By E. Michael Johnson
Bryson DeChambeau says he will soon start testing a 48-inch driver.
After winning the 2020 U.S. Open, Bryson DeChambeau said long-drive specialists such as Kyle Berkshire and Justin James “all inspired me to try and go harder at it. They are the ones breaking the barriers. I can see what is possible.”
Now it appears as if DeChambeau might go after another trait some on the long-drive circuit use in order to get even longer than he already is—a 48-inch driver.
Asked if his U.S. Open win validated his approach, DeChambeau did not hesitate. “Absolutely,” he said. “And I’m not going to stop. Next week, I’m going to be trying a 48-inch driver. We’re going to be messing with some head designs and do some amazing things with Cobra to make it feasible to hit these drives maybe 360 [yards], 370, maybe even farther. I don’t know.”
According to Ben Schomin, PGA Tour rep for Cobra who works with DeChambeau on his equipment, DeChambeau’s current Cobra Speedzone driver is 45.75 inches, so a 48-inch driver is an additional 2.25 inches in length. Schomin notes, however, that a drastic change to the driver head isn’t likely needed as DeChambeau already uses light, 2-gram weights in the two weight ports on the bottom of the club. By already utilising a light clubhead, the extra weight from the additional length shouldn’t be an issue.
That said, the relationship between clubhead speed and shaft length is not always an easy one to figure out. That’s because a longer club generates more clubhead speed than a shorter club only when, at impact, it is rotating around the swing axis at the same rate. In layman’s terms, it means the clubhead will cover a longer arc in the same amount of time, thus increasing speed and distance.
Although one would be crazy to question DeChambeau’s desire to try a 48-inch driver, longer driver shafts have a mixed history. Major winners such as Phil Mickelson (47-inch shaft) and Padraig Harrington (a brief experiment with a 48-inch shaft) found little success by going longer.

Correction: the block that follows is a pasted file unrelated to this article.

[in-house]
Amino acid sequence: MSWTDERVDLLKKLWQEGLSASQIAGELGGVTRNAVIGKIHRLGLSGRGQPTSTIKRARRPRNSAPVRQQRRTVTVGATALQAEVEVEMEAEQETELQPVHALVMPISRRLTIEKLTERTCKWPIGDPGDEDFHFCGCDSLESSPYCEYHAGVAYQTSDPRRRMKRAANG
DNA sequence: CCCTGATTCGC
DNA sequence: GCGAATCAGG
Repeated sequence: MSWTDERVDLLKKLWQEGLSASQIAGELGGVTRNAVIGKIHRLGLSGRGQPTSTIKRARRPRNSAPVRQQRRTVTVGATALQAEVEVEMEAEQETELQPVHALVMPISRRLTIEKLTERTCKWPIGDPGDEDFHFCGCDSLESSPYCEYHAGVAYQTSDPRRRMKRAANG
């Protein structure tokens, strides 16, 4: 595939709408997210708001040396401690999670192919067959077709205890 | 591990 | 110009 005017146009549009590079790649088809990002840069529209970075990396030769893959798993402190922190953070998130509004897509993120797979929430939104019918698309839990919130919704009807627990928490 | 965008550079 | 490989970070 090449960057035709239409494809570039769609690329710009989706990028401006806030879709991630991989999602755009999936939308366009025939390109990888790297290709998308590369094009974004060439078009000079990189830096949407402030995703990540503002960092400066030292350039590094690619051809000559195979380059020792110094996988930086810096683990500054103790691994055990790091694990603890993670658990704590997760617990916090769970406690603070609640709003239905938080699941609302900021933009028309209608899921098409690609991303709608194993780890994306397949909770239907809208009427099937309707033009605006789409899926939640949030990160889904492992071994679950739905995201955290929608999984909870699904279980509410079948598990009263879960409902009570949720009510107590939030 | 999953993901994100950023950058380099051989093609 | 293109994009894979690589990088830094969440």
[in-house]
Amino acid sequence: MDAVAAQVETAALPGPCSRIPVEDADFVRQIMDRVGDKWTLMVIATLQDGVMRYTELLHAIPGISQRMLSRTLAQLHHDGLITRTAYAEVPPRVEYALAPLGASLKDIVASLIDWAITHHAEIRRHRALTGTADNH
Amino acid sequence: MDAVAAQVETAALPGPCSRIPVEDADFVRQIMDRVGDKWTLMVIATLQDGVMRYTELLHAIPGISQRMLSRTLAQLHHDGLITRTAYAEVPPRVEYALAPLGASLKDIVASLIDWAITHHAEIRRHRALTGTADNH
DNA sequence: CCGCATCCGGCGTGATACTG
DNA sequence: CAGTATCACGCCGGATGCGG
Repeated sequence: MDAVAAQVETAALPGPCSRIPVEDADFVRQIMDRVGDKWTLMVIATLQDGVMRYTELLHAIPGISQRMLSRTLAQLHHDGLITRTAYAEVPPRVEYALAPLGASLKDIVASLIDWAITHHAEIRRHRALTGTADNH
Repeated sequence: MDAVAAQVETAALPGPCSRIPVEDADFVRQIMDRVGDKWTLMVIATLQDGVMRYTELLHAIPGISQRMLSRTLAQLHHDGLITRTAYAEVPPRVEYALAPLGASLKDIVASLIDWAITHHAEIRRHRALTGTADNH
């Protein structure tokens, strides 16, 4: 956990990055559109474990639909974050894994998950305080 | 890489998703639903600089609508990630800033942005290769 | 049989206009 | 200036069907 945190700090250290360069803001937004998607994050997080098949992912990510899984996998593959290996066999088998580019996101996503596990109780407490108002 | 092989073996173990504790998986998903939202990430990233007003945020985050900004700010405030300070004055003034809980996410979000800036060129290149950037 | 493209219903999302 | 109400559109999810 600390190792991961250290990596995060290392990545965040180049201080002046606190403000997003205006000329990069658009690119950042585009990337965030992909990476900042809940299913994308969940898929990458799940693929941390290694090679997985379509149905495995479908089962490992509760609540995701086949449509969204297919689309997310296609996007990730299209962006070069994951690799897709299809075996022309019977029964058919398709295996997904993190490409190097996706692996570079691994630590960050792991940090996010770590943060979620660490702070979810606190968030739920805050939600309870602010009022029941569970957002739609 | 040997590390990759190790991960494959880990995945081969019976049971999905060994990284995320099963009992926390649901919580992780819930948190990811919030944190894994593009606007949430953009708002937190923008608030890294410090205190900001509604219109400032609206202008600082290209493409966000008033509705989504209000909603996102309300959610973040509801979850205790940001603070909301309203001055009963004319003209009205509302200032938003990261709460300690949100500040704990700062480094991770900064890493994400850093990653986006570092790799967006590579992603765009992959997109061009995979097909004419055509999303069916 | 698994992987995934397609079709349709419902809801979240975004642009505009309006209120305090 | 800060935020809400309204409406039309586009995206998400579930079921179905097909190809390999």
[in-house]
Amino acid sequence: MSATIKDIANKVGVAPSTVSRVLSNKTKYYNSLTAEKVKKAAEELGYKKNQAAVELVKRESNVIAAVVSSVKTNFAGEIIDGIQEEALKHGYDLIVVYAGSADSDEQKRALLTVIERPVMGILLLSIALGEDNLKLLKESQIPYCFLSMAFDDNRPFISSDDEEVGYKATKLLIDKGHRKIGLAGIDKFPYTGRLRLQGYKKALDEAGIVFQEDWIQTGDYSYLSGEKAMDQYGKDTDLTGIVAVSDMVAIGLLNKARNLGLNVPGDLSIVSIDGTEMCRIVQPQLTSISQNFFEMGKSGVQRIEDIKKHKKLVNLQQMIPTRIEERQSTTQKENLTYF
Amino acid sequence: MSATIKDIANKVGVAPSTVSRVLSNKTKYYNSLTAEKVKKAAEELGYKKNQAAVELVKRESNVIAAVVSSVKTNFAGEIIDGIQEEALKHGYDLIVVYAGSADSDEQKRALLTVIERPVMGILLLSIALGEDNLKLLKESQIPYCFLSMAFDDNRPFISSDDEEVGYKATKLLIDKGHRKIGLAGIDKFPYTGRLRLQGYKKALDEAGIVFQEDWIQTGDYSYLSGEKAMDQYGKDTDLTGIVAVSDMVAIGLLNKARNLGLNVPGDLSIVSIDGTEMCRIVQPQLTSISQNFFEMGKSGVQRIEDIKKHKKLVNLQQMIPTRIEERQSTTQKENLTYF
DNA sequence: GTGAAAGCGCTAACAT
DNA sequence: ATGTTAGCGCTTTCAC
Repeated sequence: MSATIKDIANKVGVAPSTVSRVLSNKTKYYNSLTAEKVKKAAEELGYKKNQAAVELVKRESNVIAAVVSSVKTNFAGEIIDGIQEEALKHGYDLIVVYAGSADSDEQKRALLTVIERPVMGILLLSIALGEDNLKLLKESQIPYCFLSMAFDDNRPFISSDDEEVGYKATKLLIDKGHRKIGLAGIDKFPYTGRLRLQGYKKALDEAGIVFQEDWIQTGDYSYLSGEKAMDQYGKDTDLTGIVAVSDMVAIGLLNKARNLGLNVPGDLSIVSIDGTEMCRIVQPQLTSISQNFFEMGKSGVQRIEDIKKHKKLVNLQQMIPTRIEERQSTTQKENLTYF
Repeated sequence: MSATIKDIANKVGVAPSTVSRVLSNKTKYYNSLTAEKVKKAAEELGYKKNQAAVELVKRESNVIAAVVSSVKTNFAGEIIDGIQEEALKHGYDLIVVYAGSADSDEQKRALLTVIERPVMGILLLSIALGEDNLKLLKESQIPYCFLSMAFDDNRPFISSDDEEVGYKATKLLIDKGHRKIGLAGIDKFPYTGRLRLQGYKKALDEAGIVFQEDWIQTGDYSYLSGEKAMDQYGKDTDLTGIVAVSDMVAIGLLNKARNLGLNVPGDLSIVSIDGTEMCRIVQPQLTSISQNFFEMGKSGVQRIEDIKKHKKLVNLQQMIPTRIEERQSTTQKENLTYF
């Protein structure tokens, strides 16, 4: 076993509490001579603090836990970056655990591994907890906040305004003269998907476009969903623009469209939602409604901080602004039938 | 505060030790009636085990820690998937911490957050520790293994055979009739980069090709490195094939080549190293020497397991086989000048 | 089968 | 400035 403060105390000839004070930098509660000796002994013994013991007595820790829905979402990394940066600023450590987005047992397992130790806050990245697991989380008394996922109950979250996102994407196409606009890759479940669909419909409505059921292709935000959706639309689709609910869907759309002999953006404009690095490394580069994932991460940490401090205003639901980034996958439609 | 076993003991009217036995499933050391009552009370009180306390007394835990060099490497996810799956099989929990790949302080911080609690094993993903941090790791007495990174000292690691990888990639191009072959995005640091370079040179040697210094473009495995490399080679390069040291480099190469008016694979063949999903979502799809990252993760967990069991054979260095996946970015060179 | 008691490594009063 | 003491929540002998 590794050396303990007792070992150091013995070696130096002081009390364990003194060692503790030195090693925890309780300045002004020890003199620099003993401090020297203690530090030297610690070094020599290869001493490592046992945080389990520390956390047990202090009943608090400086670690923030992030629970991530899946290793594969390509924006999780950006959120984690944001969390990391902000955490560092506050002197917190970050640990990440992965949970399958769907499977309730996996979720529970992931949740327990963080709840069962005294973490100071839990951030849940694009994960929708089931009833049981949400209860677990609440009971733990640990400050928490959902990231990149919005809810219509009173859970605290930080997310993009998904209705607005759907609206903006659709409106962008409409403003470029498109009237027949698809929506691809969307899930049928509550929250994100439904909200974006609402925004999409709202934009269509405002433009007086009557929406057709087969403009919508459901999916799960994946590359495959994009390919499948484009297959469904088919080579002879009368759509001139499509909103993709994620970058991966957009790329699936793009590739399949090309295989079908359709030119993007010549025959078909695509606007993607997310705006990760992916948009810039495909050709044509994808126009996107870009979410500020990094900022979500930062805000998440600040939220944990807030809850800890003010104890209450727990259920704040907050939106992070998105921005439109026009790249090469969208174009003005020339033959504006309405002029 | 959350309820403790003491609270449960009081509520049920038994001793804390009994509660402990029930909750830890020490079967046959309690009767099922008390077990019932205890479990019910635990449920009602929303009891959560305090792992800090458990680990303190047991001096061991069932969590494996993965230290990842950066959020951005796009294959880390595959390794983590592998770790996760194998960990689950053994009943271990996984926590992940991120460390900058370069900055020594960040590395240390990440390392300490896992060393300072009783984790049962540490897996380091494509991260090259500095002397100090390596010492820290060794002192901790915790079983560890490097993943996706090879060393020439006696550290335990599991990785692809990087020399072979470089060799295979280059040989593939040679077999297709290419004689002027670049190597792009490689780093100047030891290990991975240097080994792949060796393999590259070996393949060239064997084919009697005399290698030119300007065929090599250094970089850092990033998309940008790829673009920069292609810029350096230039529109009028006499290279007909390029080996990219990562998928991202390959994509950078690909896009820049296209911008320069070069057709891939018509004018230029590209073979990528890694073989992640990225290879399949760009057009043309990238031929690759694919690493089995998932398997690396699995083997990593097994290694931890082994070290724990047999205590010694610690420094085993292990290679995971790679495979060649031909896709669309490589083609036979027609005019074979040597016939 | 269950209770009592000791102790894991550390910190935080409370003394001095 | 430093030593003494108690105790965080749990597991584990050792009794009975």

A pair of senior tour players, however, did well with longer shafts. Rocky Thompson notably used a 56-inch shaft (before length was limited to 48 inches) in the early 1990s. Just 5-foot-11 and 170 pounds, Thompson finished among the top 10 in driving distance on that circuit for four straight years (1991-’94). Terry Dill followed Thompson’s lead and used a 47-inch shaft in his driver (compared to 43 inches prior) on the senior tour and picked up five additional yards.
As for DeChambeau, it’s not just about added yards, but the impact his innovative approach has on the game.
“I think I’m definitely changing the way people think about the game,” DeChambeau said after his win. “I hope that inspires people to say, ‘Hey, look, maybe there is a different way to do it.’ Not everybody has to do it my way. I’m not saying that. I’m just saying in general that there are different ways to do things. If you can find your own way, find your passion—like Arnie said, swing your swing. That’s what I do. That’s what Matthew Wolff does. That’s what Tiger does. That’s what Phil does. That’s what everybody does. We’re all trying to play the best golf we can.”
For DeChambeau, playing the best golf he can is a perpetual work in progress. And for those who might be tempted to think a move to a 48-inch shaft is a questionable call, make that assumption at your own risk. Whether it be single-length irons, low lofted drivers, graphite-shafted irons or a pretty unique putter, when it comes to his equipment DeChambeau has pretty much earned the benefit of the doubt that he knows what he’s doing.